2. I know what you mean. In my day job there have been countless younger and newer junior managers that have been promoted up and around me, while I, the more experienced one have stayed in position. It can at times be galling and last year I did give into the hatey thing. A younger woman got promoted to a store I had worked at before and frankly didn’t like. Did that matter? No. Because she was being given an opportunity and I wasn’t -but she was also lording it over me and that just pissed me off. Also, the way she treats her co-workers and subordinates is just flat out wrong. I’m pretty good at going with the flow but in this case I didn’t react well (sorry to say).

    Recently I got to travel to another location with the promise of promotion (hurray-finally, right?) No. It was a lateral with some pretty extenuating circumstances and I found myself miserable and wanting to go back to my original location. I toughed it out. Change is hard. You adapt and you move on. Only it didn’t happen that way. Through movement in the city I was able to get my old position back and have never been happier. I had to do some hard searching at myself though. Did it matter that I was probably not going to move up now that I had returned to my previous store? That twisted me up a bit. Yes and no…

    For the last three years I have put my heart and soul into writing whenever not working at the day job. It has meant significant sacrifice of time, talent and in some cases money that needed to be spent on a new computer when the old one died. I dream of one day writing full time. You know how you said you hated that person cause they had what you wanted? Sometimes I catch myself doing that when I know someone is able to do what I’ve only pined for. Life, like writing, is a growing work in progress and I’ve had to keep reminding myself of that fact. We are our own worst critics and it is so easy to measure ourselves by someone else’s yardstick. (Or our own after we beat ourselves with it.)This year I’ve made some hard choices. In addition to realizing that writing is my career goal and the other is a way to put food on the table until that happens, I have come to understand we all have our own paths to follow. Mine just happens to be right here in front of this computer.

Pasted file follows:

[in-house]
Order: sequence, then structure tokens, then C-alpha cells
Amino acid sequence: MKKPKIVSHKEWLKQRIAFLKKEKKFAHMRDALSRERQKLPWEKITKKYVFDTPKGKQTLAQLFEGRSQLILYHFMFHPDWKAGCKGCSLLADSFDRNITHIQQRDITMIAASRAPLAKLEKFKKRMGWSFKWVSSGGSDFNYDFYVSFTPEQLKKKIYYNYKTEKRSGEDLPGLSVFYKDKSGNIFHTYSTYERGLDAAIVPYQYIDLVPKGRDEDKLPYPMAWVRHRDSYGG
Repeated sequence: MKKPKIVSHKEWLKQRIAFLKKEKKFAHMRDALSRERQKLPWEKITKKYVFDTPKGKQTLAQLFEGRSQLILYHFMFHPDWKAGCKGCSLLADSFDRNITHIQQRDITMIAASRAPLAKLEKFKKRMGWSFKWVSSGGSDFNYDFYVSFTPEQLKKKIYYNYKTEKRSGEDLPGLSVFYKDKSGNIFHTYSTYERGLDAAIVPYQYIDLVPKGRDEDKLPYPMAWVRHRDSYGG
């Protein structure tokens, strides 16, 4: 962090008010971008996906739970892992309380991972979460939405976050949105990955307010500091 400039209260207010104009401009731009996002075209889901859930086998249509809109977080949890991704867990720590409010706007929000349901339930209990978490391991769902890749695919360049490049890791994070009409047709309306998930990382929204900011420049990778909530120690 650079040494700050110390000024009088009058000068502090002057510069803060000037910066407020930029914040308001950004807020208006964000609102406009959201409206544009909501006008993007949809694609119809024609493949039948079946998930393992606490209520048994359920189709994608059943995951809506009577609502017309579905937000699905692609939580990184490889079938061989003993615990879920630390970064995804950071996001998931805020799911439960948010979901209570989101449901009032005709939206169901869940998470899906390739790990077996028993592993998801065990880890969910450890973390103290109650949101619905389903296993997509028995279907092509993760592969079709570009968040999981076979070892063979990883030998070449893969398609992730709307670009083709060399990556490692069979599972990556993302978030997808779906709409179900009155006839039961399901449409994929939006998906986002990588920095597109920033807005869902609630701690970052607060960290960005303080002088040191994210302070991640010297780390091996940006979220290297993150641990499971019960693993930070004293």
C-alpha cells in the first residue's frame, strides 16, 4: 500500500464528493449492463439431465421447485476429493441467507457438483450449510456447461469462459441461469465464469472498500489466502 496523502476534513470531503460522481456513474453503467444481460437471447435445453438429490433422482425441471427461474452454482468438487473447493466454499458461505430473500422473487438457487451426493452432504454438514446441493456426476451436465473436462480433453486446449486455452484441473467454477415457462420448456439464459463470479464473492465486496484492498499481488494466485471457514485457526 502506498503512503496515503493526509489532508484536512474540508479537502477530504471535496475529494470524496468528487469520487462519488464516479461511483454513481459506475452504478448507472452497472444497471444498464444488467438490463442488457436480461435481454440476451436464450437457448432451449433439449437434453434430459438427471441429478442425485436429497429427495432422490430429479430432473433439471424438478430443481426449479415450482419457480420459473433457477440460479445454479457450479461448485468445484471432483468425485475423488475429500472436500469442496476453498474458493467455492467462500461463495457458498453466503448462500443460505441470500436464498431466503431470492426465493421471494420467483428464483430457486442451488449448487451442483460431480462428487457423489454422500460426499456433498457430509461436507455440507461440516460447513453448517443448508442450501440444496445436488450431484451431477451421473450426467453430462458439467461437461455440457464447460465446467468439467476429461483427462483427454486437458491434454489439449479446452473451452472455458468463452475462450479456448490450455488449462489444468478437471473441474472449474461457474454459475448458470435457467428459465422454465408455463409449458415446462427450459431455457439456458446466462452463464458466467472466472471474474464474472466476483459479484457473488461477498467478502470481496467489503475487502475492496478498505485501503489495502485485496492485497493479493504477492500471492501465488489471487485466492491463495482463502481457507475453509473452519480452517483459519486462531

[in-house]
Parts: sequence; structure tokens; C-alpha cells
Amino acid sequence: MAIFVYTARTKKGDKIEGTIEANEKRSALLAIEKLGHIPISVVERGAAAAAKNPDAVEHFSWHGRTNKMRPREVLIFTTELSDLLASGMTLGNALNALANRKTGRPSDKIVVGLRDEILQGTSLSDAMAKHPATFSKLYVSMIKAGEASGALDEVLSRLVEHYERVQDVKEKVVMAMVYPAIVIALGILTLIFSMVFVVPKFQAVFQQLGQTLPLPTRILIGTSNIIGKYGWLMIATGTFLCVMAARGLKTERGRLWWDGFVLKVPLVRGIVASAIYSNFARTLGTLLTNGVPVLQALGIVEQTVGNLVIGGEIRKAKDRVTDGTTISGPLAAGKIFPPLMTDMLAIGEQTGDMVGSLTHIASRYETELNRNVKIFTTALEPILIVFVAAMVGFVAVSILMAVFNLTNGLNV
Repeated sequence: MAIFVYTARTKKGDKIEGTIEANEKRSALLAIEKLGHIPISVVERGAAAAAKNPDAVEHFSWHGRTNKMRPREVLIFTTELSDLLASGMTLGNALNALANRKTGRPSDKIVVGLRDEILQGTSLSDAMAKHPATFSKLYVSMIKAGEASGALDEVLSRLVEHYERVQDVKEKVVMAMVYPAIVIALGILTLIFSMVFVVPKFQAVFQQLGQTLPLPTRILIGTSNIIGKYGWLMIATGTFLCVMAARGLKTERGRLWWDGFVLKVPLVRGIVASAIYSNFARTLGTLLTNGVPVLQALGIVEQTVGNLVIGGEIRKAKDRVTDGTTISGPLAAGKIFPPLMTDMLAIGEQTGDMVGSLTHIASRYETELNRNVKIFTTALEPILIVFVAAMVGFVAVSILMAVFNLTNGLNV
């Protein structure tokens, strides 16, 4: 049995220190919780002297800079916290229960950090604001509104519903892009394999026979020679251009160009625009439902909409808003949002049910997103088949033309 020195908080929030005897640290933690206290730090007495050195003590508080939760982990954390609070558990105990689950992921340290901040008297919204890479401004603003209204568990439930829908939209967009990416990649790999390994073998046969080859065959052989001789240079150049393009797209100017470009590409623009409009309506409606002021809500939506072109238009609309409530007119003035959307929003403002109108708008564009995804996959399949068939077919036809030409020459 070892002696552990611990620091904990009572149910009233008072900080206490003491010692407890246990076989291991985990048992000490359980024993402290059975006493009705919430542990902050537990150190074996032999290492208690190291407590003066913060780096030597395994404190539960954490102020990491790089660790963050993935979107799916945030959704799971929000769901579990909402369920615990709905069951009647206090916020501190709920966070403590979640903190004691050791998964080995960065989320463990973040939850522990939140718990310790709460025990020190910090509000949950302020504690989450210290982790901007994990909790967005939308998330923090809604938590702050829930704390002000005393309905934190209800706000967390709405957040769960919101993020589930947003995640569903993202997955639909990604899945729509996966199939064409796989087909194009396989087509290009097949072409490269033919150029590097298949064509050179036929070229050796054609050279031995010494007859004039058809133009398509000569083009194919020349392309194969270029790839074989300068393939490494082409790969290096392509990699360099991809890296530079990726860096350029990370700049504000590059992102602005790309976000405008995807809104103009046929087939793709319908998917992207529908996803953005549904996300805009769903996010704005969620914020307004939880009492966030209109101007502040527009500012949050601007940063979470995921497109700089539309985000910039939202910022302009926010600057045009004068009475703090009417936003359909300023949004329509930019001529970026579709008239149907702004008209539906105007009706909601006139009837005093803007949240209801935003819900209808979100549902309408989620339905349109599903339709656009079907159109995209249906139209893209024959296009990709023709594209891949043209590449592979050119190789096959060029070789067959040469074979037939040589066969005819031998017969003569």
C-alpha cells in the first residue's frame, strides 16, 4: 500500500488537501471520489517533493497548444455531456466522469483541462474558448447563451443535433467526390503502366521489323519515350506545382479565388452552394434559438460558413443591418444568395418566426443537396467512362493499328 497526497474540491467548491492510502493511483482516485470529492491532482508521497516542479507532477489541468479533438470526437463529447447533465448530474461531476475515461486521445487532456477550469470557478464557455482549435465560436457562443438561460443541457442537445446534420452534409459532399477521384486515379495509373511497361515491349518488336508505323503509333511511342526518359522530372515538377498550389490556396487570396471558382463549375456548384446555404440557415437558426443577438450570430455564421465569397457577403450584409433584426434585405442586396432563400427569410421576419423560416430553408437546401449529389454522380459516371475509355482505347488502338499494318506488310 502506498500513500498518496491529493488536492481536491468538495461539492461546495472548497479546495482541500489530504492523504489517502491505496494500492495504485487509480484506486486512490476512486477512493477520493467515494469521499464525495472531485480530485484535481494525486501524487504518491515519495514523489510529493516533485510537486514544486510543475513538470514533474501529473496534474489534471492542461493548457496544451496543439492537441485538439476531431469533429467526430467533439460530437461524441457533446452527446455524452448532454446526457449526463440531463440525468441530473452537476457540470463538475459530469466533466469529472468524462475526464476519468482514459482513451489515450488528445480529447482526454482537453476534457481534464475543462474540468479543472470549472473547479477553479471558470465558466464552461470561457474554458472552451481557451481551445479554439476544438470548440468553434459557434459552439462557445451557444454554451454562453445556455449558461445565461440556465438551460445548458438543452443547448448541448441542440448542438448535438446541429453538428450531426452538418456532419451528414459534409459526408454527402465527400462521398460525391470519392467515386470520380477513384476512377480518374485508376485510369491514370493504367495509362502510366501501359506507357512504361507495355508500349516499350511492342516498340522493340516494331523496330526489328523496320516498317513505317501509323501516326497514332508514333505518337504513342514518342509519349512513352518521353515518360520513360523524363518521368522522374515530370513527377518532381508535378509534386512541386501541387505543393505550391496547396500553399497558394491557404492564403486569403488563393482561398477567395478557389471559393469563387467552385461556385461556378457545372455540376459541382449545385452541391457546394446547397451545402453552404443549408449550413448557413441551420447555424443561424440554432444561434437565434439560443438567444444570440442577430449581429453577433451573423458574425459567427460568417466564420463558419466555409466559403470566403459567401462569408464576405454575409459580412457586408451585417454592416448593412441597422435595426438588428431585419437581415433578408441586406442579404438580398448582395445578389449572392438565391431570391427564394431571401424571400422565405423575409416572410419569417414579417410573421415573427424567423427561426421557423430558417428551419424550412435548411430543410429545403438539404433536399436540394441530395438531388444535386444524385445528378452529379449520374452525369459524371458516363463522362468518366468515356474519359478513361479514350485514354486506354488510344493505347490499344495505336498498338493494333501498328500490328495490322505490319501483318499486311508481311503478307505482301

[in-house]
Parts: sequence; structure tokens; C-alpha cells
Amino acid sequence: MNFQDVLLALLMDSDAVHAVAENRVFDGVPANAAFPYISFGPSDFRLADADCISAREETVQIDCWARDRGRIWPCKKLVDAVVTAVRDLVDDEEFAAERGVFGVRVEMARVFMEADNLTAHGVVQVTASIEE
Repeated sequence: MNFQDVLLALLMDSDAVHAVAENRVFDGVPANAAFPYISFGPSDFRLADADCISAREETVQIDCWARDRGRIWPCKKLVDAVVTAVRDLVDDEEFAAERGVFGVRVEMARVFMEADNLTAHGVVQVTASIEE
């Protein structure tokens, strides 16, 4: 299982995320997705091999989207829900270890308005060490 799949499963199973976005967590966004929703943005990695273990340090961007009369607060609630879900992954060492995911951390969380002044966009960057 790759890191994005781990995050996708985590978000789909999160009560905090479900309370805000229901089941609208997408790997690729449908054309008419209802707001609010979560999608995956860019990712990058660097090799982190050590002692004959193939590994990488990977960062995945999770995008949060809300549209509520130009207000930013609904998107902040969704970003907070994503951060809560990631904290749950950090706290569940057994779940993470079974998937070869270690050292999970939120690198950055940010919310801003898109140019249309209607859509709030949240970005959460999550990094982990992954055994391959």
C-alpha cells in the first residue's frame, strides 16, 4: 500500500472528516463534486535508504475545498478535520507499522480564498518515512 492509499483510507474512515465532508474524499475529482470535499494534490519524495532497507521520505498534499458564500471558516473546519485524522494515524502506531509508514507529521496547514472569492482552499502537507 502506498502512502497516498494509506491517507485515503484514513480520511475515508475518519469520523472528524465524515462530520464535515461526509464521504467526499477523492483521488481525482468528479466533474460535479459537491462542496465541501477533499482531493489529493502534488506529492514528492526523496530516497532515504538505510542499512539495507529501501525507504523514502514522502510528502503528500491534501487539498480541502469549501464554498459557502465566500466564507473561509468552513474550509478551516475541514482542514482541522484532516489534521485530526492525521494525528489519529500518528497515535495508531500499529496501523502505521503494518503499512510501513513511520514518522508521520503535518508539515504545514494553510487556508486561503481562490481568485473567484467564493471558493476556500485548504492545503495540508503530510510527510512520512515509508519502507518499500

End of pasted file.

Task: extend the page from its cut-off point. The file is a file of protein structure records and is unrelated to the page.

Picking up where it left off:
So…I understand what you mean more than you know.

    Best always,


    1. Thanks for sharing your story, Erzabet. That sucks and I’m sorry you went through that. It really makes you wonder. But I’m glad you found a place of contentment.

  3. Thanks for saying what we’ve all been feeling, too, at some point. I like Erzabet’s view: Writing is the career goal; the other is a way to put food on the table. I’ll assume we’ve all read Bird by Bird by Anne Lamott. When she wrote about this, it was a light-bulb moment for me. It’s a demon of every writer, I’ll bet. That made me feel better. My weakness is that some writers have three or four books out while I’m still waiting for my first (and not writing the second, I should add). I’ve heard that authors don’t really break through the clutter till they have several books out–some readers won’t even try them with just one. That pretty much dooms me to obscurity. So I try to remember why I write, which at the moment is escaping me, and just do it. Thankfully, I don’t need it to put food on the table. On the hard days, I stay away from Facebook. 😉

    1. Oh, Elaine. I feel your pain. I, too, have only one novel out (and a novella). While I have numerous short stories and anthologies that I co-edited out, I struggle to get longer works done. My therapist suggested blocking those people who irritate me with their posts. Maybe this would help you. You don’t have to unfriend them–just block their posts from your timeline. That way, you don’t have to see that so-and-so just completed her 32nd novel.